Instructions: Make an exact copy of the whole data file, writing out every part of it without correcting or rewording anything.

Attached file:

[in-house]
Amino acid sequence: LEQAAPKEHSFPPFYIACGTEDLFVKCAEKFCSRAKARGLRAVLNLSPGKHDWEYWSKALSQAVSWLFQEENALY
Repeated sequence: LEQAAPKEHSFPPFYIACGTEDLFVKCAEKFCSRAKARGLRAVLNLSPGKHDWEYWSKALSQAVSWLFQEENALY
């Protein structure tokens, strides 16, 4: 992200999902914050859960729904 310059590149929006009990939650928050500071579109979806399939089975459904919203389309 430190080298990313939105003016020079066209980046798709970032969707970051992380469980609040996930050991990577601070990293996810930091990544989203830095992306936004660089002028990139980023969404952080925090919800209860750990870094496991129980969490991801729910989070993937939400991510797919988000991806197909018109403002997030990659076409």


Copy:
[in-house]
Amino acid sequence: LEQAAPKEHSFPPFYIACGTEDLFVKCAEKFCSRAKARGLRAVLNLSPGKHDWEYWSKALSQAVSWLFQEENALY
Repeated sequence: LEQAAPKEHSFPPFYIACGTEDLFVKCAEKFCSRAKARGLRAVLNLSPGKHDWEYWSKALSQAVSWLFQEENALY
């Protein structure tokens, strides 16, 4: 992200999902914050859960729904 310059590149929006009990939650928050500071579109979806399939089975459904919203389309 430190080298990313939105003016020079066209980046798709970032969707970051992380469980609040996930050991990577601070990293996810930091990544989203830095992306936004660089002028990139980023969404952080925090919800209860750990870094496991129980969490991801729910989070993937939400991510797919988000991806197909018109403002997030990659076409």